Wednesday, October 07, 2009

Information on the Margin

According to a study, New York City's new laws requiring calorie counts on fast food restaurants doesn't appearing to be having any net effect on food purchases. One would think this law would get people to steer clear of fast food, but it's easy to see why, in practice, this doesn't make any bit of difference.

Like smoking, the unhealthiness of fast food is common knowledge. Telling them exactly how many calories are in X, Y, and Z change anything because they're not seen as relevant (ignoring that a high calorie count isn't the same thing as being unhealthy). If you already know a Big Mac is bad for you, knowing it has 576, not 500, calories isn't going to change your decision.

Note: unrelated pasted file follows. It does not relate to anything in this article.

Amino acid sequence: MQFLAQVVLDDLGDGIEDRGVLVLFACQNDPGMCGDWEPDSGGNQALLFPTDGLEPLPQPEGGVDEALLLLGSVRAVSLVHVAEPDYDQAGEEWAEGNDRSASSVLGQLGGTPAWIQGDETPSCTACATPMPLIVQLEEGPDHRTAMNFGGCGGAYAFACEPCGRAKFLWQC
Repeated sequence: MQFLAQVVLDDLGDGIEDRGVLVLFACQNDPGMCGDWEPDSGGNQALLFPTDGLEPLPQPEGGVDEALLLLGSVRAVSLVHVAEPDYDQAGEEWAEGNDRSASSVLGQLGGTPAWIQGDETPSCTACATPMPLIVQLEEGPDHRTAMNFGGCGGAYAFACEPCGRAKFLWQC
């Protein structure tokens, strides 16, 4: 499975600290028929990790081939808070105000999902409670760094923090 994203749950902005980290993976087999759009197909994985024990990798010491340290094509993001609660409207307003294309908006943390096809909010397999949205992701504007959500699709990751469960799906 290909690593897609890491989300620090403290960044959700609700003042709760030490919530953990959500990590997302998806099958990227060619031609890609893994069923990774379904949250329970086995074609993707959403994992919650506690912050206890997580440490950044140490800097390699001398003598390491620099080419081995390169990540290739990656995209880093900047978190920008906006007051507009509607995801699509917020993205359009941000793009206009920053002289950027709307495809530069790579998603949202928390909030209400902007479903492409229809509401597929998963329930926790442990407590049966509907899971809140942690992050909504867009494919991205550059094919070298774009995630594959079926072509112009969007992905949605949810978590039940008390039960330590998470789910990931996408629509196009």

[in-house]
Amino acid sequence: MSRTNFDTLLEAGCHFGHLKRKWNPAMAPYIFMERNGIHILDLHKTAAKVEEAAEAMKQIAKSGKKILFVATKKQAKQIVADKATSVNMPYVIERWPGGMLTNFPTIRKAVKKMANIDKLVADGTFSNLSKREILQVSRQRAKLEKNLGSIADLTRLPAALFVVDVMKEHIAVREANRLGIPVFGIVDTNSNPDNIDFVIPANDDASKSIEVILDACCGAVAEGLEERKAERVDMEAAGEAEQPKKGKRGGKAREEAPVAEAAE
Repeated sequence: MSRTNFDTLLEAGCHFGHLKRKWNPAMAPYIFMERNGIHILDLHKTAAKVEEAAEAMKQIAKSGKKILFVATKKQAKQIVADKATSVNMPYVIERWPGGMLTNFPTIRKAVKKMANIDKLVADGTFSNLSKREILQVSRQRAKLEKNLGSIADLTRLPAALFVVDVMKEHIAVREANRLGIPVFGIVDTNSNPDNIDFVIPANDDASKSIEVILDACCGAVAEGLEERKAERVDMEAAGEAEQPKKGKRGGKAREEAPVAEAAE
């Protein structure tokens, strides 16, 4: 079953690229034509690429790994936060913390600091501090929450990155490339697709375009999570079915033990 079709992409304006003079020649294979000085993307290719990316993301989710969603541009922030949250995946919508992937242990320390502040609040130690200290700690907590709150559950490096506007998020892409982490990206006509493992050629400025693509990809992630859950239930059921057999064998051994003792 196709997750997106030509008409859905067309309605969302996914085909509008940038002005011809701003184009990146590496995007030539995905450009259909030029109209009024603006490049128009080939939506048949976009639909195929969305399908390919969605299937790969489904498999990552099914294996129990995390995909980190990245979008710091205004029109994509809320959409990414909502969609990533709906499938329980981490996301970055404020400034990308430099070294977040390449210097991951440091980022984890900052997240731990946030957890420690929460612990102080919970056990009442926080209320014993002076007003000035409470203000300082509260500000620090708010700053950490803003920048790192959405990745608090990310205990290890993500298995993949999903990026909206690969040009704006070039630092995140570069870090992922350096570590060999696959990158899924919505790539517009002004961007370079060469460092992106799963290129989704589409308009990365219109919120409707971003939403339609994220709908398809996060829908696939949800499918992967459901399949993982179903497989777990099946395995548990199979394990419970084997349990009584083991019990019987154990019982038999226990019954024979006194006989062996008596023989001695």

It's too costly to calculate everything down to such fine nuance. Instead, people think in broad categories. Now, if estimated calorie count was off by a factor of 2 or 10, we'd see some real movement. But, on the margin, this information adds virtually nothing. People are good at estimating calories by themselves.

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